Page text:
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Plotting individual decision trees can provide insight into the gradient boosting process for a given dataset.
In this tutorial you will discover how you can plot individual decision trees from a trained gradient boosting model using XGBoost in Python.
Discover how to configure, fit, tune and evaluation gradient boosting models with XGBoost in my new book, with 15 step-by-step tutorial lessons, and full python code.
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- Update March/2018: Added alternate link to download the dataset as the original appears to have been taken down.
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Plot a Single XGBoost Decision Tree
The XGBoost Python API provides a function for plotting decision trees within a trained XGBoost model.
This capability is provided in the plot_tree() function that takes a trained model as the first argument, for example:
This plots the first tree in the model (the tree at index 0). This plot can be saved to file or shown on the screen using matplotlib and pyplot.show().
This plotting capability requires that you have the graphviz library installed.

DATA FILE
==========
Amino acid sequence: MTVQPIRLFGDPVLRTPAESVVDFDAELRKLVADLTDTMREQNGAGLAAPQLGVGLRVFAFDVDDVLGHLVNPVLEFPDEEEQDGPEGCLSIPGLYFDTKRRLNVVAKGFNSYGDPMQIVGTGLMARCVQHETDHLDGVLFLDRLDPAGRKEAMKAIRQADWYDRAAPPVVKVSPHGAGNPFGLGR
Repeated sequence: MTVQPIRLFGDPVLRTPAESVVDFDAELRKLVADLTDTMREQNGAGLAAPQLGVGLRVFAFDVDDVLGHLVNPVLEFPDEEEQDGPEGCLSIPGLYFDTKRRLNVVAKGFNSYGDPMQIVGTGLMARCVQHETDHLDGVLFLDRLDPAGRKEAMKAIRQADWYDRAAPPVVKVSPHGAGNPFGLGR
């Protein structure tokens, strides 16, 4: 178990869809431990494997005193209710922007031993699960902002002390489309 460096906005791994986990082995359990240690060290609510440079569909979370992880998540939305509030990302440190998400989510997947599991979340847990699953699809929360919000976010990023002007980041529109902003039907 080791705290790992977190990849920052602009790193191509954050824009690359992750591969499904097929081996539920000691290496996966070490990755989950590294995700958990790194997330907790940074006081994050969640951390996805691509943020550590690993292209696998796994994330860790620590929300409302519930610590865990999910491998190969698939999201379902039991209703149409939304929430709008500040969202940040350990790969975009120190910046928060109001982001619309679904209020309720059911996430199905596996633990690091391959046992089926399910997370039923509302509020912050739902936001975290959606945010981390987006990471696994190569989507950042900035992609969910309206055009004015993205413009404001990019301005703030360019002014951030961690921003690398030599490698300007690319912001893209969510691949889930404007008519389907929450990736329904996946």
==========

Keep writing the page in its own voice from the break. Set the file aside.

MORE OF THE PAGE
# plot decision tree
from numpy import loadtxt
from xgboost import XGBClassifier
from xgboost import plot_tree
import matplotlib.pyplot as plt
# load data
dataset = loadtxt('pima-indians-diabetes.csv', delimiter=",")
# split data into X and y
X = dataset[:,0:8]
y = dataset[:,8]
# fit model no training data
model = XGBClassifier()
# plot single tree
Running the code creates a plot of the first decision tree in the model (index 0), showing the features and feature values for each split as well as the output leaf nodes.
You can see that variables are automatically named like f1 and f5 corresponding with the feature indices in the input array.
You can see the split decisions within each node and the different colors for left and right splits (blue and red).
The plot_tree() function takes some parameters. You can plot specific graphs by specifying their index to the num_trees argument. For example, you can plot the 5th boosted tree in the sequence as follows:
You can also change the layout of the graph to be left to right (easier to read) by changing the rankdir argument as ‘LR’ (left-to-right) rather than the default top to bottom (UT). For example:
plot_tree(model, num_trees=0, rankdir='LR')
The result of plotting the tree in the left-to-right layout is shown below.
In this post you learned how to plot individual decision trees from a trained XGBoost gradient boosted model in Python.
Do you have any questions about plotting decision trees in XGBoost or about this post? Ask your questions in the comments and I will do my best to answer.